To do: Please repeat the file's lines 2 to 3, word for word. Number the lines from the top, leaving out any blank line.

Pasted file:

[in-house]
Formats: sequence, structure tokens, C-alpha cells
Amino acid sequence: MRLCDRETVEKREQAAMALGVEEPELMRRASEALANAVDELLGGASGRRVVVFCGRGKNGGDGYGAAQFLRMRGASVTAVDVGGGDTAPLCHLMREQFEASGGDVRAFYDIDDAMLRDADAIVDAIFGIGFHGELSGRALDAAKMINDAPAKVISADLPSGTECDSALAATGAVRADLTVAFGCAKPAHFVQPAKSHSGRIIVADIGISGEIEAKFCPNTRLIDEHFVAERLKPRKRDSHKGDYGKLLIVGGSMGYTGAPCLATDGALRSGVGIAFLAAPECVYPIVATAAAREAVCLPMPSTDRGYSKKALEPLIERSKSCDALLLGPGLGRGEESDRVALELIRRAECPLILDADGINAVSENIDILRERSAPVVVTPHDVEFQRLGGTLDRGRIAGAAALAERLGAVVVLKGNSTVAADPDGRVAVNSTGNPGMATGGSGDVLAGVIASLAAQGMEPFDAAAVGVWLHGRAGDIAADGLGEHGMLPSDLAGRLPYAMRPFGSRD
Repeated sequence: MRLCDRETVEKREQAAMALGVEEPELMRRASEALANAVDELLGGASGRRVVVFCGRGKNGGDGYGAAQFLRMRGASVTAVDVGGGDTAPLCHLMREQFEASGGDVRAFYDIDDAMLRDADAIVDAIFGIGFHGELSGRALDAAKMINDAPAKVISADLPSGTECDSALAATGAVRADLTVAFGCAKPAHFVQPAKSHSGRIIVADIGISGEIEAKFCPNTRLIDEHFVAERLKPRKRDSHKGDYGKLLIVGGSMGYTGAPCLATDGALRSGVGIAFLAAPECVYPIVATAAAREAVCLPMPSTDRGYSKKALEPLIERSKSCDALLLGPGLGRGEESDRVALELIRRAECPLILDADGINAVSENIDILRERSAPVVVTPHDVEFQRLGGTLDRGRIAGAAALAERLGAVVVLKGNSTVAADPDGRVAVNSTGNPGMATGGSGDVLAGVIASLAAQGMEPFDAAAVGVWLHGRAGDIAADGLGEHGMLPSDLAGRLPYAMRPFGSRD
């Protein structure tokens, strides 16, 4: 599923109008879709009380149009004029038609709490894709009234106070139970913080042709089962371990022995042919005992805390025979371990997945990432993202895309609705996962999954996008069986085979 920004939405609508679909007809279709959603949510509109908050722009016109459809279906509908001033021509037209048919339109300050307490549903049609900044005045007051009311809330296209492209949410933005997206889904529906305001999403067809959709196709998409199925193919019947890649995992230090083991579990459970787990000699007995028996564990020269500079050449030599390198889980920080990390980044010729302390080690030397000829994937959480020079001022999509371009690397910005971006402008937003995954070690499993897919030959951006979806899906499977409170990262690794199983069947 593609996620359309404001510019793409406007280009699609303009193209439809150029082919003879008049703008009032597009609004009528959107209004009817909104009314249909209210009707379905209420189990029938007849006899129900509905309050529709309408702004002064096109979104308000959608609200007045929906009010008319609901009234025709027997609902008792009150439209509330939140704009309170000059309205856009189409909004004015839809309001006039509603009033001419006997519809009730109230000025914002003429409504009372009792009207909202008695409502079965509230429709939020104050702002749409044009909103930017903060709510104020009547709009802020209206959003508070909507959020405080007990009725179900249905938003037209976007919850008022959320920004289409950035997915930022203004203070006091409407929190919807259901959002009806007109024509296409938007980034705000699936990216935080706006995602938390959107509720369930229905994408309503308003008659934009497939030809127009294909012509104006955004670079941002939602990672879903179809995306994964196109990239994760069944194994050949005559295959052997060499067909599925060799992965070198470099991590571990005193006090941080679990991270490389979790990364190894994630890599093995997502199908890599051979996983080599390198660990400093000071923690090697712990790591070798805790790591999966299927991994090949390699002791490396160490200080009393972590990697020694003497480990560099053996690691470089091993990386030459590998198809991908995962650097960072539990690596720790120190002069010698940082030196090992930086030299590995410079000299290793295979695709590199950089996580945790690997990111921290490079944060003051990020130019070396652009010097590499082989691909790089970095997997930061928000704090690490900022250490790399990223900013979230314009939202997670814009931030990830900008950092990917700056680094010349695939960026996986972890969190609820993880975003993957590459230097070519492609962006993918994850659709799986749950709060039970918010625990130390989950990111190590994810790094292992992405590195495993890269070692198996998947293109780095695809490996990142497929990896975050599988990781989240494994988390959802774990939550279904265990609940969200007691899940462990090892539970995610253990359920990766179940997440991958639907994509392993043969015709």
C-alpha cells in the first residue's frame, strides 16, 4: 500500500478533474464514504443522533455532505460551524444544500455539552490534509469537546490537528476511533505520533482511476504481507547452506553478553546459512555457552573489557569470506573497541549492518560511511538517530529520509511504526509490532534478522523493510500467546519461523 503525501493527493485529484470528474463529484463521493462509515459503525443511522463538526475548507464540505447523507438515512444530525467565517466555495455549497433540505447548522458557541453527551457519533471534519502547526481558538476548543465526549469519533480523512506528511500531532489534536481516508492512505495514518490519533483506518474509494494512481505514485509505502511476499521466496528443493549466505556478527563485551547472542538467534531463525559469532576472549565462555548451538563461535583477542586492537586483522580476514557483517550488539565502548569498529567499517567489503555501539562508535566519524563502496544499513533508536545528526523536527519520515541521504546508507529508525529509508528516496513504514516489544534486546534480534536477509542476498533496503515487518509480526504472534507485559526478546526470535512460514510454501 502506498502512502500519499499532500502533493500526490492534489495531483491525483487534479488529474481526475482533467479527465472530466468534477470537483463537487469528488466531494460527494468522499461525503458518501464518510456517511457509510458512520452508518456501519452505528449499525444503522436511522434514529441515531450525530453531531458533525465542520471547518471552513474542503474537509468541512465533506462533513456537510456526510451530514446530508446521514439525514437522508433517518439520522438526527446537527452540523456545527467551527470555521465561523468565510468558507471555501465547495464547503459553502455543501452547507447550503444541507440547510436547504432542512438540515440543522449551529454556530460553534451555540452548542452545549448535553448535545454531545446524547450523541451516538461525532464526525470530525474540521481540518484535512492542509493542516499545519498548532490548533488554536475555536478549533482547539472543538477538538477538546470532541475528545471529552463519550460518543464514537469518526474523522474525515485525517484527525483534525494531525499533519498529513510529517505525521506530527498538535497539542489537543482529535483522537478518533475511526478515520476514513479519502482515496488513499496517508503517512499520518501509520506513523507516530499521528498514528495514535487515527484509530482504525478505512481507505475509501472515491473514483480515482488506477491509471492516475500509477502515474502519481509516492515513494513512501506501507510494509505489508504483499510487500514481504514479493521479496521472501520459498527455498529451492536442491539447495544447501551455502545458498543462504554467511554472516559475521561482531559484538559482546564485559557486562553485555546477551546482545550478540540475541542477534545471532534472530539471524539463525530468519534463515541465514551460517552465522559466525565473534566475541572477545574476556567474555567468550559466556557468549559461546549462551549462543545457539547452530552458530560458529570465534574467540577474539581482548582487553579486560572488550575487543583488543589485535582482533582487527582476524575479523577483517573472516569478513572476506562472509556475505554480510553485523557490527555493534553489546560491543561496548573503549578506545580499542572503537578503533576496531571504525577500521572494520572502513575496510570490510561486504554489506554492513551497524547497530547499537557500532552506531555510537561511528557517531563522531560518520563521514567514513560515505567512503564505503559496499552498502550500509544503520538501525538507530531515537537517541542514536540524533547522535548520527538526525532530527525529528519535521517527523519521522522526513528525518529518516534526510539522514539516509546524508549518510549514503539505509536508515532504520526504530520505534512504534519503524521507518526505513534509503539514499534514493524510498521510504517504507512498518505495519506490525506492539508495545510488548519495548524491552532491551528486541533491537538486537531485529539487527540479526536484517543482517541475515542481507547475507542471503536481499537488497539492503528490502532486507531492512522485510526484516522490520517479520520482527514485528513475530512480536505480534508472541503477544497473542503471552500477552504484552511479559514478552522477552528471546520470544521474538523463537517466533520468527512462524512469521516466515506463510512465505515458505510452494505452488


Formats: sequence, structure tokens, C-alpha cells
Amino acid sequence: MRLCDRETVEKREQAAMALGVEEPELMRRASEALANAVDELLGGASGRRVVVFCGRGKNGGDGYGAAQFLRMRGASVTAVDVGGGDTAPLCHLMREQFEASGGDVRAFYDIDDAMLRDADAIVDAIFGIGFHGELSGRALDAAKMINDAPAKVISADLPSGTECDSALAATGAVRADLTVAFGCAKPAHFVQPAKSHSGRIIVADIGISGEIEAKFCPNTRLIDEHFVAERLKPRKRDSHKGDYGKLLIVGGSMGYTGAPCLATDGALRSGVGIAFLAAPECVYPIVATAAAREAVCLPMPSTDRGYSKKALEPLIERSKSCDALLLGPGLGRGEESDRVALELIRRAECPLILDADGINAVSENIDILRERSAPVVVTPHDVEFQRLGGTLDRGRIAGAAALAERLGAVVVLKGNSTVAADPDGRVAVNSTGNPGMATGGSGDVLAGVIASLAAQGMEPFDAAAVGVWLHGRAGDIAADGLGEHGMLPSDLAGRLPYAMRPFGSRD